However, this research is particularly interesting for the way in which it seizes on an already known property—the Burkholderia bacteria family—and attempts to repurpose it. The research is still in its early stages, and one of the next key steps will be to see if the bacteria proves save in human exposure tests.

One of the other major sticking points, and one that comes up a lot with genetic modification, is the reasonable consideration of how we keep this genetically modified bacteria within the confines of specially secured farms. That’s not because there is any identifiable overt risk, but we simply do not know what this altered bacteria might do in the wider environment.

Keeping GM products sufficiently restricted has in the past proved a challenge but also an achievable goal. It is not inconceivable that we would be able to do this without compromising those reasonable boundaries.

This research demonstrates that synthetic pesticides need not be the go-to solution for crop protection and that with a careful application of science we may yet find ways of harnessing existing bacteria-plant relationships to encourage crop and plant growth without damaging our environment.

Photo credit: Getty Images.

39 comments

Lisa M
Lisa M6 days ago

Thanks.

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Lisa M
Lisa M6 days ago

Thanks.

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Celine Russo
Celine Russo8 days ago

Interesting idea... hopefully viable.

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Bill Arthur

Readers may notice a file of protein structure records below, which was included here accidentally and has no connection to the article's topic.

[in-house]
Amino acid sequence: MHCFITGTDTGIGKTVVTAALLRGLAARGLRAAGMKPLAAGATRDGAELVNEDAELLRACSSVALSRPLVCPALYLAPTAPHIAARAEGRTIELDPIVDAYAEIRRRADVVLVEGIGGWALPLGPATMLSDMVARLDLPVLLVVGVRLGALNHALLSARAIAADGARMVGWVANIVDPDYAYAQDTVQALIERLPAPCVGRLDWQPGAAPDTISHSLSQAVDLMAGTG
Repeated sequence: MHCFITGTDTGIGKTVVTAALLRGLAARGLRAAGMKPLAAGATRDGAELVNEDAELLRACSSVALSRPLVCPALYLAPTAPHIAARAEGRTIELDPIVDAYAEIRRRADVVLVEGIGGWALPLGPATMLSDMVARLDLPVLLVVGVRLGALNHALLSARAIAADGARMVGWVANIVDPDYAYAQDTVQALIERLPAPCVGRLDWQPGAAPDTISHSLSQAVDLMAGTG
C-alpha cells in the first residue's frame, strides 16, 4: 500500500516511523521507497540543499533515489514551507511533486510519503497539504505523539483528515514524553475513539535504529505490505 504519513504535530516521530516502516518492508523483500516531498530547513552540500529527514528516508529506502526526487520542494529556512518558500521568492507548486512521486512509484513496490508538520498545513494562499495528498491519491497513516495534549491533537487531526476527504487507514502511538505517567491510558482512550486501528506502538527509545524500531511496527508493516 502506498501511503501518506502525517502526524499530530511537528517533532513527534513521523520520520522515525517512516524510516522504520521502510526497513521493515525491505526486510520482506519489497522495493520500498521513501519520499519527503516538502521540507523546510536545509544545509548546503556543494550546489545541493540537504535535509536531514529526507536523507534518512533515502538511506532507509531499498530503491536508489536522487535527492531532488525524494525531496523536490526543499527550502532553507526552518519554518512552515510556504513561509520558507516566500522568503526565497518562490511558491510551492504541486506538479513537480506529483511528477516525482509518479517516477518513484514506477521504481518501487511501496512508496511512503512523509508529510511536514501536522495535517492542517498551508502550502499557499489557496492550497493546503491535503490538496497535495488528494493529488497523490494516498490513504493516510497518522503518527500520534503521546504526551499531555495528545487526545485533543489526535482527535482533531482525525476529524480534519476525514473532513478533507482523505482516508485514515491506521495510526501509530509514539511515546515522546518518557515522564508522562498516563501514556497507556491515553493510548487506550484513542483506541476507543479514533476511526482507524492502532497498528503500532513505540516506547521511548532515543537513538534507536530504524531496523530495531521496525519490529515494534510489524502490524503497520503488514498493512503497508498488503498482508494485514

Bill Arthur9 days ago

There is much misinterpretation of the use of words. Pesticide refers to any product used to control disease, insects and weeds. This article seems to be referring to disease and maybe insects but not weeds so it would be better to use specific terms rather than the general term 'pesticide. And among the responses the misinformation about 'organic' not using pesticides comes up again. Look into the real world and you will find 'organic' growers have a long list of pesticides that they are allowed to use and that they DO use. Yes they may claim they are natural (but only by their definition in many cases) but that does not make them safer than pesticides developed to work well with small amounts that decay rapidly in the environment and have been tested and proven to be safe.

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David C
David C12 days ago

interesting idea.....

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Irene S
Irene S12 days ago

Organic growing IS a sustainable alternative to pesticides and artificial fertilizer!

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hELEN h
hELEN hEARFIELD12 days ago

TYFS

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Thomas M
Thomas M12 days ago

Thank you for sharing

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Ruth S
Ruth S13 days ago

Thanks.

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Ruth S
Ruth S13 days ago

Thanks.